ASIC SMSF data skewed, says practice head

Most trustees spend less than 50 hours a year managing their fund, but larger numbers quoted in ASIC’s recent fact sheet may be skewed by a proportion of trustees who are professional investors and spend hundreds of hours a year on their SMSF, according to the head of an SMSF advice firm.

Verante Financial Planning's director, Liam Shorte, launched a Twitter poll in response to claims made in ASIC’s recently published fact sheet, Self-managed superannuation funds: Are they for you?, that the average SMSF trustee spent 100 hours a year managing their fund.

As of Monday, Mr Shorte’s poll had attracted almost 300 responses from trustees, and revealed that 64 per cent spent less than 50 hours a year on their SMSF, while 6 per cent spent 50 to 99 hours and 29 per cent spent over 100 hours.

Mr Shorte told ifa sister publication SMSF Adviser that the results of the poll showed two clear groups within the SMSF trustee cohort, and illustrated why ASIC’s statistics, which were originally taken from ATO data, may be skewing in favour of more hours being spent on SMSF management than many advisers or administrators in the space realised.


“There are a large cohort that are self-directed investors who spend hundreds of hours researching data, reading books and reports on investing, attending seminars and AGMs,” he said.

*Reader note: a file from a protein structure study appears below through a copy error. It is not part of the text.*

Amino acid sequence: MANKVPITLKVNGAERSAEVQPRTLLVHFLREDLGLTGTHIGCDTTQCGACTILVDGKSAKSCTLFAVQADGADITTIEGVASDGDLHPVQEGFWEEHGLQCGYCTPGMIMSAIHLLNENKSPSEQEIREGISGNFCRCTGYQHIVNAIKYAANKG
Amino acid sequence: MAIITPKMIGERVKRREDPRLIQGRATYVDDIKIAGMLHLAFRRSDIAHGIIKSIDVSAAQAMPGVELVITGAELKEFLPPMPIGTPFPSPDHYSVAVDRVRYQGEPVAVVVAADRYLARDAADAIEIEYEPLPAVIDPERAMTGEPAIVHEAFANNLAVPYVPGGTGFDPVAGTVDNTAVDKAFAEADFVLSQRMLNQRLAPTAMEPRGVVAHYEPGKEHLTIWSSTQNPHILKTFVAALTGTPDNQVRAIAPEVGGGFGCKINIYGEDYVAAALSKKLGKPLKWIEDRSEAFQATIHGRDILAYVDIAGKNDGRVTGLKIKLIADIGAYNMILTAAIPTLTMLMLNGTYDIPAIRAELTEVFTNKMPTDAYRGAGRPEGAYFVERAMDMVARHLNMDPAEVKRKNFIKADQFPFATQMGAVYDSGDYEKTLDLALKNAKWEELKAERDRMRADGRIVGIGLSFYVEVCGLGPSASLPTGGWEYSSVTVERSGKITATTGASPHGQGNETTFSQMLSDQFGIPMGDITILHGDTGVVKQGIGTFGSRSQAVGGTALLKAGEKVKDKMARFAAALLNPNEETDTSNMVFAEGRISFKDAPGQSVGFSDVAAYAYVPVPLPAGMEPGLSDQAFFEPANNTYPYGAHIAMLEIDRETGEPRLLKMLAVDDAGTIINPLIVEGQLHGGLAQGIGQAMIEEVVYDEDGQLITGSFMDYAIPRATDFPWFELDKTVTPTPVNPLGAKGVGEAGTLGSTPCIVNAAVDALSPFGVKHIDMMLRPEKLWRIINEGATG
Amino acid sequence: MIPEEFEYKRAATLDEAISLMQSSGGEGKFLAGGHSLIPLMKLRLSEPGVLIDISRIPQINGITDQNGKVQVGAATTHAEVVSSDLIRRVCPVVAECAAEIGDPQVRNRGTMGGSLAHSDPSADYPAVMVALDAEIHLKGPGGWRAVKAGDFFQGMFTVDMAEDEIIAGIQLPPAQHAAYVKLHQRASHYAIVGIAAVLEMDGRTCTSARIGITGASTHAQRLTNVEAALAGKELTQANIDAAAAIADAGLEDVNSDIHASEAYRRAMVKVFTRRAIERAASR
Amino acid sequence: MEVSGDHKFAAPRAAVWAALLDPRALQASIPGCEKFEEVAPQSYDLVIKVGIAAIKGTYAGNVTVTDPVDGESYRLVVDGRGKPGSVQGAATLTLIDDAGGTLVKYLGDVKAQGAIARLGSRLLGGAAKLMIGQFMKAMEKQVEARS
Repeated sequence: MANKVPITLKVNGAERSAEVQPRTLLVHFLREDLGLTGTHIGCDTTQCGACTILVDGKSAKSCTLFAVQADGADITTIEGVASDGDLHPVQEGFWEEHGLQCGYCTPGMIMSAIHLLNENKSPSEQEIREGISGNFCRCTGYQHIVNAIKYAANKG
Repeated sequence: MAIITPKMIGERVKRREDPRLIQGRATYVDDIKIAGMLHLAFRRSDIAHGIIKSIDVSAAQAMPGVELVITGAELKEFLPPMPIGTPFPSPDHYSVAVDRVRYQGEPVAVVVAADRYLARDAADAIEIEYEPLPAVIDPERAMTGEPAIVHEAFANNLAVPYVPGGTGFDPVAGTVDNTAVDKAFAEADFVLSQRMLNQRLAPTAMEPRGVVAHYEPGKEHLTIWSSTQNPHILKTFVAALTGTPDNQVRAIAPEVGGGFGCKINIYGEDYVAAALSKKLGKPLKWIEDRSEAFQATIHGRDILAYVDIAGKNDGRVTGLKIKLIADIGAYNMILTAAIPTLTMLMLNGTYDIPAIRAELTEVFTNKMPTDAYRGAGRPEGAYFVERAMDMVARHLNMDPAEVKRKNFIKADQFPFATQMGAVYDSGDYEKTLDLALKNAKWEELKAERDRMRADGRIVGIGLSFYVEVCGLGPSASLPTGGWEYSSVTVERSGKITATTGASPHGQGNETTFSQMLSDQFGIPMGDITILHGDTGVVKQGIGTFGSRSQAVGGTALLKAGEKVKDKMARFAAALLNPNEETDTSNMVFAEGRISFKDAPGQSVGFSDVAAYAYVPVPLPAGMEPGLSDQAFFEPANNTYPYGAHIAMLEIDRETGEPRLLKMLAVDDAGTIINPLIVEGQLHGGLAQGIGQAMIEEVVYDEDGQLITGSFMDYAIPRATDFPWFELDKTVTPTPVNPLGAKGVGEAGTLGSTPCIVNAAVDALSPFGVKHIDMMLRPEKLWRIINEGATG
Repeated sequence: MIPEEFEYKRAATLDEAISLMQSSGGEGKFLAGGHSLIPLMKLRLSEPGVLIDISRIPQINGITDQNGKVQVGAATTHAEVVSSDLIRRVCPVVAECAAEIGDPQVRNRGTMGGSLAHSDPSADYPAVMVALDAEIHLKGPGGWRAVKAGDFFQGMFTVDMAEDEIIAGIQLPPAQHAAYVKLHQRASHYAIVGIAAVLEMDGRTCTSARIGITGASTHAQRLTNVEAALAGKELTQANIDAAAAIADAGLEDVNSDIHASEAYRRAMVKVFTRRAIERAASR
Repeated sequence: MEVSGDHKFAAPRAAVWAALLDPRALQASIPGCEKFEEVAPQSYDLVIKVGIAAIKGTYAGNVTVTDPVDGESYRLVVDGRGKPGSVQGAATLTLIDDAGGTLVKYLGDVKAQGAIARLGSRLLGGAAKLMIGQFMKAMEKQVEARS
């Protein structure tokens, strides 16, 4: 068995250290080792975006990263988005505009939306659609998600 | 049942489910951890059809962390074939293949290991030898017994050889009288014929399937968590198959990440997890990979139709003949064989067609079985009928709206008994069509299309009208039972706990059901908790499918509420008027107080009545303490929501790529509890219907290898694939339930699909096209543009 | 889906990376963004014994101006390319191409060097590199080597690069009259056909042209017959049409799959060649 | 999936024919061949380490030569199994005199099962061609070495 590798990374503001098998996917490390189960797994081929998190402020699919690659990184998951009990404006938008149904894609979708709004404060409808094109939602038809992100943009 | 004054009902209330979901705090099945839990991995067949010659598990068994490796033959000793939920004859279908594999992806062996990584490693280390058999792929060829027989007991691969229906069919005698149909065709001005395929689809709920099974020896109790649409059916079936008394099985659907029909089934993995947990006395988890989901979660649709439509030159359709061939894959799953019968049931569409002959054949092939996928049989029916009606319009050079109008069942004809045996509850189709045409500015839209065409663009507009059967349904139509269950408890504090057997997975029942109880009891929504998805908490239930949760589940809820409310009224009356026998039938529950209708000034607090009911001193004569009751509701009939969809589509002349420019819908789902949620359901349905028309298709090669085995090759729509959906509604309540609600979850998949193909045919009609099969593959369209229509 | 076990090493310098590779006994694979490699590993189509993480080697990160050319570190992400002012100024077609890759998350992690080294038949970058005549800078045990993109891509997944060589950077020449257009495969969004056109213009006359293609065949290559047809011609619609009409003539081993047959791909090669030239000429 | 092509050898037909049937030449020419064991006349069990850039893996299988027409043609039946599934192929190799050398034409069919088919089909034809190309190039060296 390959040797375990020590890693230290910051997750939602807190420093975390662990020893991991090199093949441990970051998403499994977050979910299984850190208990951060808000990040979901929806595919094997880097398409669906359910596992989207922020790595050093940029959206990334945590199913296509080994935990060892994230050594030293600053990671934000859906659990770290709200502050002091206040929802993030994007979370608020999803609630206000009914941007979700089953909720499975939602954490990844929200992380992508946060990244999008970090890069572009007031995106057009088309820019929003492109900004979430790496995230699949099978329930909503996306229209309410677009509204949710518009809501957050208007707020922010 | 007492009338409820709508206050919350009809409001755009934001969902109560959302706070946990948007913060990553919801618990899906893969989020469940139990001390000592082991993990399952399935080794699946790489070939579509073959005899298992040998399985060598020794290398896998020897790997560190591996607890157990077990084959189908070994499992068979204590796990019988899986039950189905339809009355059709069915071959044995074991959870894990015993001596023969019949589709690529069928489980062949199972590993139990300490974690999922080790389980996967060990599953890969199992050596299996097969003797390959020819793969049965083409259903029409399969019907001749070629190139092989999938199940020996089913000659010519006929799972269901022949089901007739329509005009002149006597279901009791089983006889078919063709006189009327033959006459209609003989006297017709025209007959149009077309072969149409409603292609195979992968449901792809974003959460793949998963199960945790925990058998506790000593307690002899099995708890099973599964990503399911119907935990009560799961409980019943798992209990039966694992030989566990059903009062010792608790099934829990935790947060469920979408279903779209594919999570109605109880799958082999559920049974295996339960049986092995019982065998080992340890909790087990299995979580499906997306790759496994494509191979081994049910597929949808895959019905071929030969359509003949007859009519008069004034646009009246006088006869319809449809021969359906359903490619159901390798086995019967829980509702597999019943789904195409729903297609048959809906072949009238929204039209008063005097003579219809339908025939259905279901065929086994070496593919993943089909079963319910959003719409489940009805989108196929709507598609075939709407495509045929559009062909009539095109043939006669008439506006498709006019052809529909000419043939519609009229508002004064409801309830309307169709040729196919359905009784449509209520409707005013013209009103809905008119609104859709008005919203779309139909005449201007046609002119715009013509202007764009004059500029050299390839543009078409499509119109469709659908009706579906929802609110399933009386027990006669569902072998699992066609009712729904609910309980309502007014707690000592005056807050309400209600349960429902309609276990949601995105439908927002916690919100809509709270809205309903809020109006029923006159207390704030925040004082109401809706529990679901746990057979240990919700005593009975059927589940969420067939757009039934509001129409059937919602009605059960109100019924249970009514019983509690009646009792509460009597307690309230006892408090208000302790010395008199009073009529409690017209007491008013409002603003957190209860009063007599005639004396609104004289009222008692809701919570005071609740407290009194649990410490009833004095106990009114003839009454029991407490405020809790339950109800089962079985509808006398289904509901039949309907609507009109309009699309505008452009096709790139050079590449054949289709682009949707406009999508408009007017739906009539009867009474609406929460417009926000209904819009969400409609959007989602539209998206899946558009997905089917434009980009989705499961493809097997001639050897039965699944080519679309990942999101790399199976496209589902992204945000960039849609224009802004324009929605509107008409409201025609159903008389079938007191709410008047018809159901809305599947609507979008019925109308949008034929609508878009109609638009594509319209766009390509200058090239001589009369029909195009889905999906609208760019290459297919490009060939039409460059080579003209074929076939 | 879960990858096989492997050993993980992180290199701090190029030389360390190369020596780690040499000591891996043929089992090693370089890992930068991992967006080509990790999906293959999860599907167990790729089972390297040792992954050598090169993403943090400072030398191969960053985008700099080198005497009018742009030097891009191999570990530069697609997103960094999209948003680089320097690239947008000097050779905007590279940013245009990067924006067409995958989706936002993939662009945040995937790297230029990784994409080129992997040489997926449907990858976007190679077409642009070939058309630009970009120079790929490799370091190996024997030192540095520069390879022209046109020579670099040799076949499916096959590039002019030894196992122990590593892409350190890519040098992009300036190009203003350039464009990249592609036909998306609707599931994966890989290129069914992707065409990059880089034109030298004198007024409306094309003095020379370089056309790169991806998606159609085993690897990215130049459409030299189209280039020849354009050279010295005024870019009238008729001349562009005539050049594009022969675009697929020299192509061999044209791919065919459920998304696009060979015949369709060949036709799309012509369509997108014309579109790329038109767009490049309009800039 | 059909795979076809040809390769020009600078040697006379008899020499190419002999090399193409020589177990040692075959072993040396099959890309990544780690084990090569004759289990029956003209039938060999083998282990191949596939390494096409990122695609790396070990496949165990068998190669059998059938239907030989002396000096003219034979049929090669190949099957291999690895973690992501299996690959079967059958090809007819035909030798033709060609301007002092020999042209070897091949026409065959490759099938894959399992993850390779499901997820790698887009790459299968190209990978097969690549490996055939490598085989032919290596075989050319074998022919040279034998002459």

“For these people it is a full-time job managing their wealth, and I think this is where the ATO figures may be coming from, the group we call self-directed investors. Until now I don’t think anyone other than the ATO has really asked them exactly how much time they spend on managing their wealth.

“The ones spending less than 50 hours would have a more stable portfolio and some would be using advisers. They would be your typical mum and dad SMSF trustee with a mix of blue-chip shares, a few LICs, ETFs and managed funds and possibly a property with a core of term deposits.”

Mr Shorte said based on the responses he had gathered, the first, professional investor cohort was primarily made up of those managing family wealth as well as financial services professionals running their own SMSF.

“Some of these report spending the equivalent of a full-time working week and more managing their money, or thousands of hours a year,” he said.

However, Mr Shorte added that an investment background was not necessary to set up an SMSF, and that the second “mum and dad” trustee cohort valued control more than superior returns.

“For them it is not about beating the market and more about trust in the system, because they make the final decisions, the bank accounts and investments are in their names and because of the transparency of the holdings in the fund,” he said.

ASIC SMSF data skewed, says practice head
Liam Shorte
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